As soon as I saw this title, I knew it was something that I wanted to read. Already a big fan of just taking time out to “be”; I long to spend more time without distractions and todo lists, and chores and noise. This book promises to provide you with “a real-life guide to stepping back, slowing down, and creating a simpler, joy-filled life”. Sounds great, doesn’t it? Straight away I loved the simplicity of the book’s cover and the fact that it’s not a mammoth, heavy read. It’s filled with useful observations and thought-provoking tips, much too many to discuss here. However, these are five things that resonated with me.
So what does “doing nothing” involve? – here are some tips from the book:
- “Your brain should be in idle mode, and you should feel relaxed and peaceful”
- “It should feel easy to walk away from the activity”
- “Physical intensity should be very low or nonexistent.”
- “Your mind and body should move and work with little effort.”
- “It should also be fun! This isn’t a chore or obligation.”
Rachel goes on to say that doing nothing should be a joy and you should develop your own parameters. What would doing nothing look like for you? Think about it. For me, it would be drinking coffee whilst gazing out of the window; a gentle walk along the lake shore with no particular destination; or relaxing in my room with a blanket and a good book.
If you’re struggling with the concept of “doing nothing’ – then rebrand it – Don’t think of it as wasting time or being lazy; think instead of the many restorative effects it can have on you and those around you. Amongst other things, it can help reduce stress; improve your health and digestion; strengthen your relationships and even help you to become more productive at work. Struggling to find the time? Start with what Rachel calls the “fringe hours”, the hours before you go to bed and get up in the morning. Start with small changes. Instead of reaching immediately for your phone or the kettle in the morning, train yourself to be still for five minutes…just to be. Start small, and build on it.
It enables you to develop a new perspective – a glass is half-full kind of perspective. As Rachel says, “The usual delays in life like traffic, or someone being late for a meeting, are no longer irritations but rather opportunities”. Those delays can offer you the chance to relax a little, to rest, to think, to daydream. Practising thinking this way must surely be a good thing, and a chance to lower our stress a little.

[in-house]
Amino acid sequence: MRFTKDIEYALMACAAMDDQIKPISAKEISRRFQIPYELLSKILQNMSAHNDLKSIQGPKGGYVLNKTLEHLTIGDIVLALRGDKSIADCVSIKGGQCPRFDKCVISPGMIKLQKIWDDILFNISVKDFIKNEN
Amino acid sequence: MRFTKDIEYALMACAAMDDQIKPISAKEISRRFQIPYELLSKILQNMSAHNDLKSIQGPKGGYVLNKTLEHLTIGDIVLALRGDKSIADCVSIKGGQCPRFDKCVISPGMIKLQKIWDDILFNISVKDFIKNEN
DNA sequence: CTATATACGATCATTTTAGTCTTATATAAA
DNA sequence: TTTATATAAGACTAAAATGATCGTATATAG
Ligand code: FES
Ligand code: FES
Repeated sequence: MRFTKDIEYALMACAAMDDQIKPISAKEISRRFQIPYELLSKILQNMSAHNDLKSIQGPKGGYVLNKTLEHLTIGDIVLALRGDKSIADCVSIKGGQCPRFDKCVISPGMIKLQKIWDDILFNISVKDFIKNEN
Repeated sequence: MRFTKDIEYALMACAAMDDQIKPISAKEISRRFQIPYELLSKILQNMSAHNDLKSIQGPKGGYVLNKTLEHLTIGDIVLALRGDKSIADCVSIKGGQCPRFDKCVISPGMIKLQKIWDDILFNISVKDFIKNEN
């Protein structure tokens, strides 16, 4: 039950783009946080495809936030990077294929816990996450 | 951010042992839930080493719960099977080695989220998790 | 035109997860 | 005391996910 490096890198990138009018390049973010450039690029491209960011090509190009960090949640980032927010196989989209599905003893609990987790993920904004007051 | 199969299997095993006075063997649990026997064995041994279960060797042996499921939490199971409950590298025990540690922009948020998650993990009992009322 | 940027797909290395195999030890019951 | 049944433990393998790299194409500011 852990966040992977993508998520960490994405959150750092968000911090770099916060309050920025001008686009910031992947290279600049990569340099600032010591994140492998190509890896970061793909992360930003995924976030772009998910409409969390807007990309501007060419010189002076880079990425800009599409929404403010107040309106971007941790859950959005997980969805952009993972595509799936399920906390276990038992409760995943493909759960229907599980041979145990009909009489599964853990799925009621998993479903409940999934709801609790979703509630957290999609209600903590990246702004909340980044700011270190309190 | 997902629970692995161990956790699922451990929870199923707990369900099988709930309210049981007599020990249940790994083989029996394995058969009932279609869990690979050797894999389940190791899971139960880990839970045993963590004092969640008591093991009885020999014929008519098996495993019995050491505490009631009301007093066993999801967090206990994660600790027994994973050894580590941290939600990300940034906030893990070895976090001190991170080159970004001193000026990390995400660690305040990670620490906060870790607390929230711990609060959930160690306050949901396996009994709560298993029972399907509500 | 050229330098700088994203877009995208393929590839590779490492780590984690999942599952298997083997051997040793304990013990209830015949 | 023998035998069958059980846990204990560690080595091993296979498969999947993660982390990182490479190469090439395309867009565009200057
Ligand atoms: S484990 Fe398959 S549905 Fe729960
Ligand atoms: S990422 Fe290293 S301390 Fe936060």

It can have a big effect on your lifestyle – Think of doing nothing as “mental decluttering”. The same way that you clear your home, you can use this process to help declutter your mind. Instead of aimlessly scrolling through social media channels or watching TV, you can be more intentional with your time, your thoughts and your motivation. You can really think about what’s important to you and where you are in life. Do you long to travel, or for a promotion at work; or do you want to work less and live a simpler lifestyle with fewer expenses?
It offers many tips on how to cut back on our addiction to “the white noise of life” – the social media, the billboards, the adverts, the constant distractions. It offers advice on how to cut back on these distractions and achieve a calmer state of being. Tips range from the simple to the more challenging. To start off simply, you might want to turn off the podcast on your way to work, to enjoy the silence; to take in your surroundings instead of your phone screen. Feeling a bit braver? Go offline one day a week – just accept calls and let everything else wait for the following day. And my personal favourite, go somewhere really quiet … I’m thinking of somewhere like Crummock Water where there’s no phone signal and no crowds; but anywhere quiet will do … is there anything better?
All in all, I’ve loved this book and there are so many tips I want to try. A favourite quote to leave you with? That would have to be one from the start of the book, that reminder that we’re “our own CEO. You say how you spend your time. And if you want to spend it floating on a blow-up flamingo in the community pool rather that at the always-turns-ugly office trivia get-together, that’s your right.”
I’d love to hear what your thoughts are about spending time “doing nothing”. Is it something you practise regularly or something that’s new to you? Please comment below if you can 🙂
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